The journey from Munich was not a long one, and during the latter part of it they had the wooden-seated third-class carriage to themselves. Even the drowsy old peasant who nodded and slept in one corner got out with his bundles at last. To Marco the mountains were long-known wonders which could never grow old. They had always and always been so old! Surely they had been the first of the world! Surely they had been standing there waiting when it was said "Let there be Light." The Light had known it would find them there. They were so silent, and yet it seemed as if they said some amazing thing--something which would take your breath from you if you could hear it. And they never changed. The clouds changed, they wreathed them, and hid them, and trailed down them, and poured out storm torrents on them, and thundered against them, and darted forked lightnings round them. But the mountains stood there afterwards as if such things had not been and were not in the world. Winds roared and tore at them, centuries passed over them--centuries of millions of lives, of changing of kingdoms and empires, of battles and world-wide fame which grew and died and passed away; and temples crumbled, and kings' tombs were forgotten, and cities were buried and others built over them after hundreds of years--and perhaps a few stones fell from a mountain side, or a fissure was worn, which the people below could not even see. And that was all. There they stood, and perhaps their secret was that they had been there for ever and ever. That was what the mountains said to Marco, which was why he did not want to talk much, but sat and gazed out of the carriage window.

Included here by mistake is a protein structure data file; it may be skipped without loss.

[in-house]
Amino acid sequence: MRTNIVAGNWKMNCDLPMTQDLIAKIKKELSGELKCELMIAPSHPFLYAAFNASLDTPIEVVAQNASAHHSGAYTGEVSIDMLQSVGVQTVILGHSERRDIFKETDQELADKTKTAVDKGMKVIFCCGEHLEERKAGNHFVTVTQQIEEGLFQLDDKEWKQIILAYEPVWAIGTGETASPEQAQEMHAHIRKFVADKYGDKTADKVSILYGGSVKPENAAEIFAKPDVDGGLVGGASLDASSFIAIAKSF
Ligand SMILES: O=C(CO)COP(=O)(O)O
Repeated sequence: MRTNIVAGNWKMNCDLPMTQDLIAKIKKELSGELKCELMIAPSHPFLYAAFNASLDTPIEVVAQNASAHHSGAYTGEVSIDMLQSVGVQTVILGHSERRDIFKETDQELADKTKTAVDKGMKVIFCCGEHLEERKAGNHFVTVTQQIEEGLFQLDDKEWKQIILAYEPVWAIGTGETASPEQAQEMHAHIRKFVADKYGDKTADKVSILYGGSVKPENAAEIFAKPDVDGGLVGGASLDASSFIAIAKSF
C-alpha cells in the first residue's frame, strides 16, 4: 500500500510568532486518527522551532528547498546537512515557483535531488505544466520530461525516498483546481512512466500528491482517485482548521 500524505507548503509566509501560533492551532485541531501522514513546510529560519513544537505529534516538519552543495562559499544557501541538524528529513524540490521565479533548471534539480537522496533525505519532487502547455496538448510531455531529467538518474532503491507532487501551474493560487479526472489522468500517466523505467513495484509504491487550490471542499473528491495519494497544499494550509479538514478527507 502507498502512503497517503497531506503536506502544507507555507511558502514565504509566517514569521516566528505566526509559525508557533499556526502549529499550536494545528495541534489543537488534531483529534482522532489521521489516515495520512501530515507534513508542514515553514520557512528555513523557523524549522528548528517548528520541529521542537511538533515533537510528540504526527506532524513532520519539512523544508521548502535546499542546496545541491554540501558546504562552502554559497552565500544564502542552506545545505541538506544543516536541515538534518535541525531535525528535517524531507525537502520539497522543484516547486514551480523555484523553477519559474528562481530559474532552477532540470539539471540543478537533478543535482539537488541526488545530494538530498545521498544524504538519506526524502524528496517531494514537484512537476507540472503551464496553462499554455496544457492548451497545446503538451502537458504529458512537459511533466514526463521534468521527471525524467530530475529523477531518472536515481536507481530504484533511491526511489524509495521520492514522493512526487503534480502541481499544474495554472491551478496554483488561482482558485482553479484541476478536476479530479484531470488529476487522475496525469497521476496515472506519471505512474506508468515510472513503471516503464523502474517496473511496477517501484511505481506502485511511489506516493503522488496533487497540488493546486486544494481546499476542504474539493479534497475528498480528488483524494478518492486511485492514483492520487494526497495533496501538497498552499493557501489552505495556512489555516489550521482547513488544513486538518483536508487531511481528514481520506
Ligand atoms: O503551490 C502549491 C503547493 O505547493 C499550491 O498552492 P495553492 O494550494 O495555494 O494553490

The Rat had been very silent all the morning. He had been silent when they got up, and he had scarcely spoken when they made their way to the station at Munich and sat waiting for their train. It seemed to Marco that he was thinking so hard that he was like a person who was far away from the place he stood in. His brows were drawn together and his eyes did not seem to see the people who passed by. Usually he saw everything and made shrewd remarks on almost all he saw. But to-day he was somehow otherwise absorbed. He sat in the train with his forehead against the window and stared out. He moved and gasped when he found himself staring at the Alps, but afterwards he was even strangely still. It was not until after the sleepy old peasant had gathered his bundles and got out at a station that he spoke, and he did it without turning his head.